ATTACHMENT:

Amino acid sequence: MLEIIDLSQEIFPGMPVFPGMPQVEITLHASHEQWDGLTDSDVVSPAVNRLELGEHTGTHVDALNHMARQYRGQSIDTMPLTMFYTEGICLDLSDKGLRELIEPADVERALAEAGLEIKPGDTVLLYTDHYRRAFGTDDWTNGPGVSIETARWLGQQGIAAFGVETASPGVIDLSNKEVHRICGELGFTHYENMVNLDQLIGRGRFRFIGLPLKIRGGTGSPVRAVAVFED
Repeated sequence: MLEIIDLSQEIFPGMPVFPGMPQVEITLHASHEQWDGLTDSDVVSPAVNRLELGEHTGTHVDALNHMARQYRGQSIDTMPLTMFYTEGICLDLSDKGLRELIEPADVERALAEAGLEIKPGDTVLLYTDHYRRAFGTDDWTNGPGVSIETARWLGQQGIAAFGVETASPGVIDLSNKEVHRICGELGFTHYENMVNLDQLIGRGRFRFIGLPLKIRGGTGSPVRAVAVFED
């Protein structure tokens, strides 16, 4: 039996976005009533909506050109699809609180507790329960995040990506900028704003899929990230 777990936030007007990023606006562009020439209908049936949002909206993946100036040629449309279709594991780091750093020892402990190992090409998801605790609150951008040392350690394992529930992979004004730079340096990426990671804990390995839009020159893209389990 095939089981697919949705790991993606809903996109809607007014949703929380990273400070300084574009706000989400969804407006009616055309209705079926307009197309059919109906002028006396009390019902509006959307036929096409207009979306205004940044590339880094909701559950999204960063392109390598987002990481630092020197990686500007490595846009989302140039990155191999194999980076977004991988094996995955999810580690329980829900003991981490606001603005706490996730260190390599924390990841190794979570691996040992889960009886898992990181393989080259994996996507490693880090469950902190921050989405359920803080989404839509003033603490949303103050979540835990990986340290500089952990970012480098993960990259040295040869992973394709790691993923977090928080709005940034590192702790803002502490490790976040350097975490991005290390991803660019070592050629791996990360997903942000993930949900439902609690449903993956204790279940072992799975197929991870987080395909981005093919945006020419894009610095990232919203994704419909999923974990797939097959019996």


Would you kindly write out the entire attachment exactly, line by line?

Amino acid sequence: MLEIIDLSQEIFPGMPVFPGMPQVEITLHASHEQWDGLTDSDVVSPAVNRLELGEHTGTHVDALNHMARQYRGQSIDTMPLTMFYTEGICLDLSDKGLRELIEPADVERALAEAGLEIKPGDTVLLYTDHYRRAFGTDDWTNGPGVSIETARWLGQQGIAAFGVETASPGVIDLSNKEVHRICGELGFTHYENMVNLDQLIGRGRFRFIGLPLKIRGGTGSPVRAVAVFED
Repeated sequence: MLEIIDLSQEIFPGMPVFPGMPQVEITLHASHEQWDGLTDSDVVSPAVNRLELGEHTGTHVDALNHMARQYRGQSIDTMPLTMFYTEGICLDLSDKGLRELIEPADVERALAEAGLEIKPGDTVLLYTDHYRRAFGTDDWTNGPGVSIETARWLGQQGIAAFGVETASPGVIDLSNKEVHRICGELGFTHYENMVNLDQLIGRGRFRFIGLPLKIRGGTGSPVRAVAVFED
């Protein structure tokens, strides 16, 4: 039996976005009533909506050109699809609180507790329960995040990506900028704003899929990230 777990936030007007990023606006562009020439209908049936949002909206993946100036040629449309279709594991780091750093020892402990190992090409998801605790609150951008040392350690394992529930992979004004730079340096990426990671804990390995839009020159893209389990 095939089981697919949705790991993606809903996109809607007014949703929380990273400070300084574009706000989400969804407006009616055309209705079926307009197309059919109906002028006396009390019902509006959307036929096409207009979306205004940044590339880094909701559950999204960063392109390598987002990481630092020197990686500007490595846009989302140039990155191999194999980076977004991988094996995955999810580690329980829900003991981490606001603005706490996730260190390599924390990841190794979570691996040992889960009886898992990181393989080259994996996507490693880090469950902190921050989405359920803080989404839509003033603490949303103050979540835990990986340290500089952990970012480098993960990259040295040869992973394709790691993923977090928080709005940034590192702790803002502490490790976040350097975490991005290390991803660019070592050629791996990360997903942000993930949900439902609690449903993956204790279940072992799975197929991870987080395909981005093919945006020419894009610095990232919203994704419909999923974990797939097959019996």